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ATA Chapter #94

ATA Chapter #94
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56. Color variations: Stamp designs used over long periods of time often can be found with differing shade varieties of their basic colors. The properties of the ink components can change, as can the quality and properties of the paper purchased by the printer. Those factors can affect the printed colors. New printing equipment, using the same plates and ink, also can result in shade and color-intensity differences. Unless pronounced, these shades are relegated to minor status and, though avidly collected by many, have little additional value.

The advent of photogravure printing in the late 1960s brought a whole new class of color varieties. Gravure is based on the sequential printing of four basic colors in carefully planned dot patterns, one on top of the other, to produce the impression to the human eye of every color of the rainbow. It produces much more colorful stamps. But it also causes collectors to notice shade differences more than ever before because a small difference in the inking of one color plate often has a dynamic effect on the final colors produced. Expertizers frequently see photogravure stamps submitted as missing-color candidates, when they are only a light print of one of the four basic colors. Thus, there is a range of normal for most photogravure stamps, and a stamp has extra value only if it falls outside that range.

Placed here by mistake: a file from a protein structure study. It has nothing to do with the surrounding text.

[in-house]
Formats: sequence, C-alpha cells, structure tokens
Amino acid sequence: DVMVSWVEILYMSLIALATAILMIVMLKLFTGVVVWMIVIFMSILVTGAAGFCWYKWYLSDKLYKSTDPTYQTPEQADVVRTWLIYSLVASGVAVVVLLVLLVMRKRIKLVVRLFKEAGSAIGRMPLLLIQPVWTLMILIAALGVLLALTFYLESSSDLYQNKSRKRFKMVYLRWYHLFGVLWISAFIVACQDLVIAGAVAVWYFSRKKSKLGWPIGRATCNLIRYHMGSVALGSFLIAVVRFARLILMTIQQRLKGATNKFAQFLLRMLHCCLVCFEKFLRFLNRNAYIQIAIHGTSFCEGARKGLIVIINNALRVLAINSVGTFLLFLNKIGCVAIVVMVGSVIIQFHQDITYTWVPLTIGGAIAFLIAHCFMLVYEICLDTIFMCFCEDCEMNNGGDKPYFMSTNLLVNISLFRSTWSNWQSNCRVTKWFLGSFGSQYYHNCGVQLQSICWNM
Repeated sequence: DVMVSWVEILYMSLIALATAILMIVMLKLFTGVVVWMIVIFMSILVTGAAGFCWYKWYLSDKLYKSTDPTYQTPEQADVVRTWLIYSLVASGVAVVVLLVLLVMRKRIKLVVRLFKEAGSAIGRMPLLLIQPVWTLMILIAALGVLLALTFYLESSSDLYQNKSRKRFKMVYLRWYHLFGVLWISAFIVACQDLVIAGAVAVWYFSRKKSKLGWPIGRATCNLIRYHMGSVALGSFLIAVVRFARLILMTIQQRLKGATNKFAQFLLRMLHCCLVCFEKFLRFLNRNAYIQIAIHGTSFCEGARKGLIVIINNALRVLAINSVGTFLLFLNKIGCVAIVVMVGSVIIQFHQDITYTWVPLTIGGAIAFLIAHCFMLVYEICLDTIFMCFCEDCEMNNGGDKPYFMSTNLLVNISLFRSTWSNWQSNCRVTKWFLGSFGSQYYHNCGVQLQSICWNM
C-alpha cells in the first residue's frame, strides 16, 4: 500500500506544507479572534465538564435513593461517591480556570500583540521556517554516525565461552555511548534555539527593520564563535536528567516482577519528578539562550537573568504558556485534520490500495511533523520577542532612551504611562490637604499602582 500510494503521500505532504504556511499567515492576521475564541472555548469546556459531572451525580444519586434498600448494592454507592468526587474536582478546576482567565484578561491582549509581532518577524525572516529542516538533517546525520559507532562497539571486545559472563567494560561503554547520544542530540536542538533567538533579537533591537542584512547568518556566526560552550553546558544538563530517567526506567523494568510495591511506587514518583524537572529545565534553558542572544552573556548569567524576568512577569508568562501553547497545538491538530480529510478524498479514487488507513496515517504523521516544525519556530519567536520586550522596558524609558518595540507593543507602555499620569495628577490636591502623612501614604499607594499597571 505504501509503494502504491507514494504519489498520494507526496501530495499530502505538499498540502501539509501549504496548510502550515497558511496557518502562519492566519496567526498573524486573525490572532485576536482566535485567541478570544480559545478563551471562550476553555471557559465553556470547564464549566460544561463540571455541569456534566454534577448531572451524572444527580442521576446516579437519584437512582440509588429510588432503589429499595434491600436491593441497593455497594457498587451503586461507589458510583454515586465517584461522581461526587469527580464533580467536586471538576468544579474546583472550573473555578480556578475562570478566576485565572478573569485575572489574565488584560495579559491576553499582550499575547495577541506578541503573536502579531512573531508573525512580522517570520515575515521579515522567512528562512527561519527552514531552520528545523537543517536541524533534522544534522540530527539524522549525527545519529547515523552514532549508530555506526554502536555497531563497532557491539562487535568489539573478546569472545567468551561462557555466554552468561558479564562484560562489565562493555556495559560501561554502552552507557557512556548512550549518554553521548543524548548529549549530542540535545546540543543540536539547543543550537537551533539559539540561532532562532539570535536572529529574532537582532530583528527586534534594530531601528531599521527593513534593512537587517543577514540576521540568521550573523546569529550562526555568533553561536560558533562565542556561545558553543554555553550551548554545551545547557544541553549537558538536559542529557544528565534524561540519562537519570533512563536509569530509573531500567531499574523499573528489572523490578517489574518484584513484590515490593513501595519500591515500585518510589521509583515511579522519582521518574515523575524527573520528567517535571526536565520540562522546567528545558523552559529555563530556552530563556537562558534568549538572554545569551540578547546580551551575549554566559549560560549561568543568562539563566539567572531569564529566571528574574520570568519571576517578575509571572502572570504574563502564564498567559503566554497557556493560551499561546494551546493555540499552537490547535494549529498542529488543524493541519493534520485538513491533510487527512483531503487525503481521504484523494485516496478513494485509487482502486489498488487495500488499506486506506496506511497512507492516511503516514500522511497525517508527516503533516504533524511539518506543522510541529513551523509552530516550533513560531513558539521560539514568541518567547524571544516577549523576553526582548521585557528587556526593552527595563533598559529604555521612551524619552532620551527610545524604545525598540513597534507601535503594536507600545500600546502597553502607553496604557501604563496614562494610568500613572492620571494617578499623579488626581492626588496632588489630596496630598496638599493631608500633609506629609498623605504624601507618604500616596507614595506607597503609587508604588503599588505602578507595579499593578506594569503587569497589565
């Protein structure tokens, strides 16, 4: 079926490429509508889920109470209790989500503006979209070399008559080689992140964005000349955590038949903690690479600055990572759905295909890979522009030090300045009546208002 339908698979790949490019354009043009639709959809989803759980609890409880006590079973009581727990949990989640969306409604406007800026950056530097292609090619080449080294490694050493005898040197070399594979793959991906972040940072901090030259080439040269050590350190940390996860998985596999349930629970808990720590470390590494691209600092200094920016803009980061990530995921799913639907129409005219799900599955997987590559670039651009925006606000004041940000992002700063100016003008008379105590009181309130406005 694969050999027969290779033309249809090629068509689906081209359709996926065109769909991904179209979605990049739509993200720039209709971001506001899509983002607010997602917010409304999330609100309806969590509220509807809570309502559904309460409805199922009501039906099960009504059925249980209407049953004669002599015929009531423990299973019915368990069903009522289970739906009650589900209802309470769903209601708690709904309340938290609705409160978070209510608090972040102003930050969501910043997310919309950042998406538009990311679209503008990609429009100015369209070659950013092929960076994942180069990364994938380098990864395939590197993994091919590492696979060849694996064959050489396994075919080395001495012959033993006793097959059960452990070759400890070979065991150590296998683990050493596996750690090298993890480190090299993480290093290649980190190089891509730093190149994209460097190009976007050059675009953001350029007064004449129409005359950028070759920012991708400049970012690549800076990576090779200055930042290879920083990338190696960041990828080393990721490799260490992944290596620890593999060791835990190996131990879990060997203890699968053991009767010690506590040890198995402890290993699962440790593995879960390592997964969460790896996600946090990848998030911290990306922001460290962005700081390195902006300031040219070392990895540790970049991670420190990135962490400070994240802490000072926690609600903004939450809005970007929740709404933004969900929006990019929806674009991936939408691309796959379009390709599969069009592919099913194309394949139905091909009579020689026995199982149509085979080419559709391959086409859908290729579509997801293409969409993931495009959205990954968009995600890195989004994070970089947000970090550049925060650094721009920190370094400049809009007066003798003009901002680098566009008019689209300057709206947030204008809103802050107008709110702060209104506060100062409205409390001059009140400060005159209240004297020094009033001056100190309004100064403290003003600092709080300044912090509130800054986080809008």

Another group of color variations evolved from the Giori process, in which up to three colors are printed from a single plate. The ink is in wells that are one above the other at one end of the press. An inking-in roller takes the ink from its trough and applies it to its discrete portion of the plate. The excess ink is wiped off, and the stamps are printed. With such a complicated piece of equipment, many things can go wrong. Ink from one trough can fall into the trough below, leaving spots of the wrong color in the middle of the correct color. If a spill is large, an entire color can be changed as the two inks mix. If the wiping of the plate is not done carefully, one ink color can be wiped into the area of another. This is called an "ink bleed" or "contamination." If the inking-in roller is not properly aligned with the plate, design elements may appear partially the wrong color, depending upon how much the roller and plate are out of alignment. The alignment problem can be horizontal or vertical.


Type 56: Light and dark background blue colors are due to differences in ink application (Scott 1548).


Type 56: Four different shade varieties of the Presidential 4¢ Madison (Scott 808) that was produced over 16 years. It is characteristic of the Presidential series that color changed over time as production equipment and ink formulations changed.


Type 56: This is an example of the Giori misaligned inking in roller phenomenon, leaving the Flag severely discolored (Scott 1895).

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